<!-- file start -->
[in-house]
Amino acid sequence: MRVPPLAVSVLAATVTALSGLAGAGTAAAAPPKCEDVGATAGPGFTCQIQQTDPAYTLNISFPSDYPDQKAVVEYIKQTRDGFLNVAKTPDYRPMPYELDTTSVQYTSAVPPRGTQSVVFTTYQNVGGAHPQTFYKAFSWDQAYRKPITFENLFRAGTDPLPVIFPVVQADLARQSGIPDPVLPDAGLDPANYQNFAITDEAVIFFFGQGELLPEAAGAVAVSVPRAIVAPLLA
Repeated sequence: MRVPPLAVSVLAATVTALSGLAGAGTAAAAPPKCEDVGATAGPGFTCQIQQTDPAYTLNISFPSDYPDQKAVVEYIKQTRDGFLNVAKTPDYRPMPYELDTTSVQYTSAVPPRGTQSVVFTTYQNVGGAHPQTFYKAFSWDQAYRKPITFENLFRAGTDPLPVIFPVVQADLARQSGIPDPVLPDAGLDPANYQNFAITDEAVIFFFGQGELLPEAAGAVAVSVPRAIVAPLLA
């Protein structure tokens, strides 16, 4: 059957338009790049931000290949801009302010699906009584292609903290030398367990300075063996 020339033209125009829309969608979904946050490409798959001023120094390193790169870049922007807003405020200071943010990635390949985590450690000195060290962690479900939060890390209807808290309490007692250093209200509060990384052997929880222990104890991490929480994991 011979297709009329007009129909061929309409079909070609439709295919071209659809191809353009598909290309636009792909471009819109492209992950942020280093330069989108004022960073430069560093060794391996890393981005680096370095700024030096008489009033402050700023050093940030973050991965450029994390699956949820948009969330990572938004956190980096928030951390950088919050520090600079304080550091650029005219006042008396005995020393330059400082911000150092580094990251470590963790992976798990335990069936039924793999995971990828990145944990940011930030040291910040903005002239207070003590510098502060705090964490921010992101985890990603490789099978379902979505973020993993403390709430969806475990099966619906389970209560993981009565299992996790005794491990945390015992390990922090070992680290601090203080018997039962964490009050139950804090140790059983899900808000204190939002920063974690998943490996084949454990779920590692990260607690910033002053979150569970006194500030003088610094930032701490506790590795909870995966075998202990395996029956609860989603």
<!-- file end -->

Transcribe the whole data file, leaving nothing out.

[in-house]
Amino acid sequence: MRVPPLAVSVLAATVTALSGLAGAGTAAAAPPKCEDVGATAGPGFTCQIQQTDPAYTLNISFPSDYPDQKAVVEYIKQTRDGFLNVAKTPDYRPMPYELDTTSVQYTSAVPPRGTQSVVFTTYQNVGGAHPQTFYKAFSWDQAYRKPITFENLFRAGTDPLPVIFPVVQADLARQSGIPDPVLPDAGLDPANYQNFAITDEAVIFFFGQGELLPEAAGAVAVSVPRAIVAPLLA
Repeated sequence: MRVPPLAVSVLAATVTALSGLAGAGTAAAAPPKCEDVGATAGPGFTCQIQQTDPAYTLNISFPSDYPDQKAVVEYIKQTRDGFLNVAKTPDYRPMPYELDTTSVQYTSAVPPRGTQSVVFTTYQNVGGAHPQTFYKAFSWDQAYRKPITFENLFRAGTDPLPVIFPVVQADLARQSGIPDPVLPDAGLDPANYQNFAITDEAVIFFFGQGELLPEAAGAVAVSVPRAIVAPLLA
């Protein structure tokens, strides 16, 4: 059957338009790049931000290949801009302010699906009584292609903290030398367990300075063996 020339033209125009829309969608979904946050490409798959001023120094390193790169870049922007807003405020200071943010990635390949985590450690000195060290962690479900939060890390209807808290309490007692250093209200509060990384052997929880222990104890991490929480994991 011979297709009329007009129909061929309409079909070609439709295919071209659809191809353009598909290309636009792909471009819109492209992950942020280093330069989108004022960073430069560093060794391996890393981005680096370095700024030096008489009033402050700023050093940030973050991965450029994390699956949820948009969330990572938004956190980096928030951390950088919050520090600079304080550091650029005219006042008396005995020393330059400082911000150092580094990251470590963790992976798990335990069936039924793999995971990828990145944990940011930030040291910040903005002239207070003590510098502060705090964490921010992101985890990603490789099978379902979505973020993993403390709430969806475990099966619906389970209560993981009565299992996790005794491990945390015992390990922090070992680290601090203080018997039962964490009050139950804090140790059983899900808000204190939002920063974690998943490996084949454990779920590692990260607690910033002053979150569970006194500030003088610094930032701490506790590795909870995966075998202990395996029956609860989603």